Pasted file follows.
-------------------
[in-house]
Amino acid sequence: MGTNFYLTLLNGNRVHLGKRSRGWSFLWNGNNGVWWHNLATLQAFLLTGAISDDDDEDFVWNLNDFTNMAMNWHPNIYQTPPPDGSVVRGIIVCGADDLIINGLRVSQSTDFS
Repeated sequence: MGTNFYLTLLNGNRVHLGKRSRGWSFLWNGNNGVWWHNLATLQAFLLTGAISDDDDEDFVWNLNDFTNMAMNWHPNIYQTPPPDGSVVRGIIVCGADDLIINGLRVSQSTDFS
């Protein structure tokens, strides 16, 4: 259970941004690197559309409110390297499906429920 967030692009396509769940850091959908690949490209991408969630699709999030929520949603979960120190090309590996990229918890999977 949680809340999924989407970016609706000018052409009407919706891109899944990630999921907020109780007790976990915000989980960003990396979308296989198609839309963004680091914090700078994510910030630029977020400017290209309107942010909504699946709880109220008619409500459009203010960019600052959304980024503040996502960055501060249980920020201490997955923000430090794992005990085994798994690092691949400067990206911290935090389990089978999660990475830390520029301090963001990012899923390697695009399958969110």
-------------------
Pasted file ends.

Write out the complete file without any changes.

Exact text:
[in-house]
Amino acid sequence: MGTNFYLTLLNGNRVHLGKRSRGWSFLWNGNNGVWWHNLATLQAFLLTGAISDDDDEDFVWNLNDFTNMAMNWHPNIYQTPPPDGSVVRGIIVCGADDLIINGLRVSQSTDFS
Repeated sequence: MGTNFYLTLLNGNRVHLGKRSRGWSFLWNGNNGVWWHNLATLQAFLLTGAISDDDDEDFVWNLNDFTNMAMNWHPNIYQTPPPDGSVVRGIIVCGADDLIINGLRVSQSTDFS
């Protein structure tokens, strides 16, 4: 259970941004690197559309409110390297499906429920 967030692009396509769940850091959908690949490209991408969630699709999030929520949603979960120190090309590996990229918890999977 949680809340999924989407970016609706000018052409009407919706891109899944990630999921907020109780007790976990915000989980960003990396979308296989198609839309963004680091914090700078994510910030630029977020400017290209309107942010909504699946709880109220008619409500459009203010960019600052959304980024503040996502960055501060249980920020201490997955923000430090794992005990085994798994690092691949400067990206911290935090389990089978999660990475830390520029301090963001990012899923390697695009399958969110």